One way to commit to sustainable development methods in cement clinker and lime production is to use new combustion technologies, which increase the ability to capture carbon dioxide. Introducing oxy-fuel combustion achieves this, but at the same time, the overall process changes in many other ways. Some of these changes are evaluated by the models in this work.

    In this thesis, a combination of the software programs Aspen Plus™ and ChemApp™ constitutes the simulation model. Thermodynamic data from FACT are evaluated and adjusted to suit the chemistry of cement clinker and lime.

    The resulting model has been verified for one lime and two cement industrial processes.

    Simulated scenarios of co-combustion involving different fuels and different oxy-fuel combustion cases in both cement clinker and lime rotary kiln production are described as well as the influence of greater amounts of phosphorus on the cement clinker quality.

  • 4. Hökfors, Bodil
    et al.
    Backman, Rainer
    Reducing the CO2 footprint of cement production by electrification2019Conference paper (Other academic)
    Abstract [en]

    Transformative actions in CO2 emitting industries are needed to reach the Paris climate agreement.The cement industry, which is responsible for 5-7% of the global CO2 emissions, has the possibility tomake a difference.Cement production is related to two sources of CO2; 1/3 from combustion of fuels and 2/3 fromcalcination of limestone in the cement raw meal. If all the fuels were to be substituted with non-fossilelectricity, the environmental gain would be significant. Cementa and Vattenfall are evaluatingpossibilities on how electricity can be used to substitute fuels in the cement production by 2030.By using electricity for heating, several positive effects are achieved in the production process. Thecleanness of the exhaust gas will be higher due to elimination of volatiles from fuels. The energyconsumption decreases due to lesser volume of gas to be heated. This is related to the exclusion ofnitrogen gas in the process.A feasibility study comprising literature survey and small scale tests have been performed. Electricalheating techniques showing potential are; microwave heating, plasma torches, flash calcination withelectrical heating, hydrogen combustion and a combination of the mentioned techniques.The most relevant finding is that the combustion related CO2 emissions will be eliminated; thecapturing step will be enhanced since the CO2 gas from calcination is clean and accordingly the needof storage or utilization of CO2 is decreased.

  • 5.
    Hökfors, Bodil
    et al.
    Umeå University, Faculty of Science and Technology, Department of Applied Physics and Electronics.
    Backman, Rainer
    Umeå University, Faculty of Science and Technology, Department of Applied Physics and Electronics.
    Speciation of trace and minor elements in cement clinker production2015In: 14th International Congress on the ­Chemistry of Cement 2015, 2015Conference paper (Refereed)
    Abstract [en]

    Trace and minor elements like arsenic (As), cadmium (Cd), cobalt (Co), chromium (Cr), copper (Cu), mercury (Hg), manganese (Mn), nickel (Ni), lead (Pb), antimony (Sb), thin (Sn), thallium (Tl), vanadium (V) and zinc (Zn) are important in cement clinker manufacturing. Even in low concentrations these elements influence the production processes, the quality of the products and the environment. The environmental issues are the volatility of elements at high temperatures to the atmosphere and the leachability of elements from concrete products to the surroundings. If a prediction tool was available of the fate of elements to the gas phase and to the cement clinker phases several advantages could be achieved. Therefore a calculation tool is developed based on thermodynamic equilibrium calculations with a two-step method. Most of the thermodynamic data are taken from the FactSageTM database 6.4 and the solutions phases are adjusted for cement clinker and similar applications.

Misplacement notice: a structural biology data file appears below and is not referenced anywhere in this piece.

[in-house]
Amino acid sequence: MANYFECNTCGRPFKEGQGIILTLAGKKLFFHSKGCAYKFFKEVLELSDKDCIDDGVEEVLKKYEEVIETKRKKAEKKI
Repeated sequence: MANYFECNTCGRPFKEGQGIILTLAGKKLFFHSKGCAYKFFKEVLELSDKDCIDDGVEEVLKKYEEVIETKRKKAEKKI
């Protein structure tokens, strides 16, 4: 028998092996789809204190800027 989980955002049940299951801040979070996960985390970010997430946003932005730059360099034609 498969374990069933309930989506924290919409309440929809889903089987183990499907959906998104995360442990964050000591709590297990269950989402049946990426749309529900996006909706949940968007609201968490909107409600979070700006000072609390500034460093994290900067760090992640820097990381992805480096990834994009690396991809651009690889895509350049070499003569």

The tool estimates the volatility of the elements at a temperature below onset of melt formation during production and after formation of melt. The results from the simulations are volatility of each element at low and high temperature and if the element is non-volatile it concentrates in the condensed phases.

    In this article four sets of full scale industrial data from a cement clinker and a lime production plant are used to evaluate the prediction tool. The results comprise an inventory of the extent of thermodynamic data for selected trace and minor elements, thermodynamic calculations with distribution to gas or condensed phases with input from full scale measurements, the influence of oxidizing, less oxidizing and slight reducing conditions on the behavior of elements, results from full scale industrial measurements and a comparison between the calculated and the measured distribution of elements. For the cement clinker production eleven elements and for the lime production twelve elements are considered.

  • 6.
    Hökfors, Bodil
    et al.
    Umeå University, Faculty of Science and Technology, Department of Applied Physics and Electronics.
    Boström, Dan
    Viggh, Erik
    Backman, Rainer
    On the phase chemistry of Portland cement clinker2015In: Advances in Cement Research, ISSN 0951-7197, E-ISSN 1751-7605, Vol. 27, no 1, p. 50-60Article in journal (Refereed)
    Abstract [en]